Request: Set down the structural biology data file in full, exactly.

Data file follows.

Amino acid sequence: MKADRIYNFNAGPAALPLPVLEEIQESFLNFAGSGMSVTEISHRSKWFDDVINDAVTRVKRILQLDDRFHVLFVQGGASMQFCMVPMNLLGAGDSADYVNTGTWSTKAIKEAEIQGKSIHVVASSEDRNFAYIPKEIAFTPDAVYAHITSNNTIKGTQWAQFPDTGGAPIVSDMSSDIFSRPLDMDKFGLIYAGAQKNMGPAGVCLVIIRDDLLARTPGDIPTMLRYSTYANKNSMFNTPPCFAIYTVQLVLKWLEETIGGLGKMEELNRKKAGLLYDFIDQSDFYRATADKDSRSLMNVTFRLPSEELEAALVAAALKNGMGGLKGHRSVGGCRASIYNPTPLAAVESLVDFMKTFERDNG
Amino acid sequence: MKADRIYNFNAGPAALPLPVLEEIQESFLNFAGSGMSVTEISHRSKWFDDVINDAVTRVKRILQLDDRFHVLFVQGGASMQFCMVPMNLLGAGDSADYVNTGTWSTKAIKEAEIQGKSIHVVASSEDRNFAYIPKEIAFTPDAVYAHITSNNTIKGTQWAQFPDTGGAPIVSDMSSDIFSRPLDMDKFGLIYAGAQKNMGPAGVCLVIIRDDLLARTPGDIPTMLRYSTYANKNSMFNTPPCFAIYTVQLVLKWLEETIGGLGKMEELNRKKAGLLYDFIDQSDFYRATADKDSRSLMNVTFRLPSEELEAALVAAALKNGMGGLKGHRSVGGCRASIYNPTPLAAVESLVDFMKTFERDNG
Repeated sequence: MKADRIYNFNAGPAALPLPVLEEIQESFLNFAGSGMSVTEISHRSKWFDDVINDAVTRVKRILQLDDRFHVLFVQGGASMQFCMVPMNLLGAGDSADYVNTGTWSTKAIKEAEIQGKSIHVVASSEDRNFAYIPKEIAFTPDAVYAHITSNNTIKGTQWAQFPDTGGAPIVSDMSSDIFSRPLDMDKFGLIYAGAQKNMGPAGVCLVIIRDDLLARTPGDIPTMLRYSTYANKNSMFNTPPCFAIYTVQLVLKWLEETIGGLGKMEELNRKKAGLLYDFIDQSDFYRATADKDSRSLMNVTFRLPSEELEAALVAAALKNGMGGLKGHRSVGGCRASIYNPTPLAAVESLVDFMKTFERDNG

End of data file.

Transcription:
Amino acid sequence: MKADRIYNFNAGPAALPLPVLEEIQESFLNFAGSGMSVTEISHRSKWFDDVINDAVTRVKRILQLDDRFHVLFVQGGASMQFCMVPMNLLGAGDSADYVNTGTWSTKAIKEAEIQGKSIHVVASSEDRNFAYIPKEIAFTPDAVYAHITSNNTIKGTQWAQFPDTGGAPIVSDMSSDIFSRPLDMDKFGLIYAGAQKNMGPAGVCLVIIRDDLLARTPGDIPTMLRYSTYANKNSMFNTPPCFAIYTVQLVLKWLEETIGGLGKMEELNRKKAGLLYDFIDQSDFYRATADKDSRSLMNVTFRLPSEELEAALVAAALKNGMGGLKGHRSVGGCRASIYNPTPLAAVESLVDFMKTFERDNG
Amino acid sequence: MKADRIYNFNAGPAALPLPVLEEIQESFLNFAGSGMSVTEISHRSKWFDDVINDAVTRVKRILQLDDRFHVLFVQGGASMQFCMVPMNLLGAGDSADYVNTGTWSTKAIKEAEIQGKSIHVVASSEDRNFAYIPKEIAFTPDAVYAHITSNNTIKGTQWAQFPDTGGAPIVSDMSSDIFSRPLDMDKFGLIYAGAQKNMGPAGVCLVIIRDDLLARTPGDIPTMLRYSTYANKNSMFNTPPCFAIYTVQLVLKWLEETIGGLGKMEELNRKKAGLLYDFIDQSDFYRATADKDSRSLMNVTFRLPSEELEAALVAAALKNGMGGLKGHRSVGGCRASIYNPTPLAAVESLVDFMKTFERDNG
Repeated sequence: MKADRIYNFNAGPAALPLPVLEEIQESFLNFAGSGMSVTEISHRSKWFDDVINDAVTRVKRILQLDDRFHVLFVQGGASMQFCMVPMNLLGAGDSADYVNTGTWSTKAIKEAEIQGKSIHVVASSEDRNFAYIPKEIAFTPDAVYAHITSNNTIKGTQWAQFPDTGGAPIVSDMSSDIFSRPLDMDKFGLIYAGAQKNMGPAGVCLVIIRDDLLARTPGDIPTMLRYSTYANKNSMFNTPPCFAIYTVQLVLKWLEETIGGLGKMEELNRKKAGLLYDFIDQSDFYRATADKDSRSLMNVTFRLPSEELEAALVAAALKNGMGGLKGHRSVGGCRASIYNPTPLAAVESLVDFMKTFERDNG